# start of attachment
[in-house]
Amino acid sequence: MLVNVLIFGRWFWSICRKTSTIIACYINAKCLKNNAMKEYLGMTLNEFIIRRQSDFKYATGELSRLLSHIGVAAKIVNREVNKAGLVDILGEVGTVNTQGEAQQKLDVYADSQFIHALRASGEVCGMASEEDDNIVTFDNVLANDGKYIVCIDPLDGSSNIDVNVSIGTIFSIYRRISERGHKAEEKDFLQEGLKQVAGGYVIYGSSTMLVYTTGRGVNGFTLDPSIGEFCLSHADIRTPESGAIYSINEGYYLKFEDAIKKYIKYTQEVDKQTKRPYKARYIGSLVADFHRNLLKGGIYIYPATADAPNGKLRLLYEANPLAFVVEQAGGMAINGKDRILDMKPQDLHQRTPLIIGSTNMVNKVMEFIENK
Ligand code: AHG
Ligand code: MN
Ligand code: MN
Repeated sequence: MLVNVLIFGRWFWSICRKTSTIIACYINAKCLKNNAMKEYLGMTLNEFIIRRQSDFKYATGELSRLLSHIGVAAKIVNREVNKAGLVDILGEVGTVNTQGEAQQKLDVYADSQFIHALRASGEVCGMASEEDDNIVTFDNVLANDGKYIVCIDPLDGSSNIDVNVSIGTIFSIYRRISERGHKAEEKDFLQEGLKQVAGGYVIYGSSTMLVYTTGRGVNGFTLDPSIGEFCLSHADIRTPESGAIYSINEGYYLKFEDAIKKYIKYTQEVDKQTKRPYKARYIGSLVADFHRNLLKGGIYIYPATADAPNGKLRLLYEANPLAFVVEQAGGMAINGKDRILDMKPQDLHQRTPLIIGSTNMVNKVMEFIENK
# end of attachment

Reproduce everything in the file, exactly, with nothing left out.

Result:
[in-house]
Amino acid sequence: MLVNVLIFGRWFWSICRKTSTIIACYINAKCLKNNAMKEYLGMTLNEFIIRRQSDFKYATGELSRLLSHIGVAAKIVNREVNKAGLVDILGEVGTVNTQGEAQQKLDVYADSQFIHALRASGEVCGMASEEDDNIVTFDNVLANDGKYIVCIDPLDGSSNIDVNVSIGTIFSIYRRISERGHKAEEKDFLQEGLKQVAGGYVIYGSSTMLVYTTGRGVNGFTLDPSIGEFCLSHADIRTPESGAIYSINEGYYLKFEDAIKKYIKYTQEVDKQTKRPYKARYIGSLVADFHRNLLKGGIYIYPATADAPNGKLRLLYEANPLAFVVEQAGGMAINGKDRILDMKPQDLHQRTPLIIGSTNMVNKVMEFIENK
Ligand code: AHG
Ligand code: MN
Ligand code: MN
Repeated sequence: MLVNVLIFGRWFWSICRKTSTIIACYINAKCLKNNAMKEYLGMTLNEFIIRRQSDFKYATGELSRLLSHIGVAAKIVNREVNKAGLVDILGEVGTVNTQGEAQQKLDVYADSQFIHALRASGEVCGMASEEDDNIVTFDNVLANDGKYIVCIDPLDGSSNIDVNVSIGTIFSIYRRISERGHKAEEKDFLQEGLKQVAGGYVIYGSSTMLVYTTGRGVNGFTLDPSIGEFCLSHADIRTPESGAIYSINEGYYLKFEDAIKKYIKYTQEVDKQTKRPYKARYIGSLVADFHRNLLKGGIYIYPATADAPNGKLRLLYEANPLAFVVEQAGGMAINGKDRILDMKPQDLHQRTPLIIGSTNMVNKVMEFIENK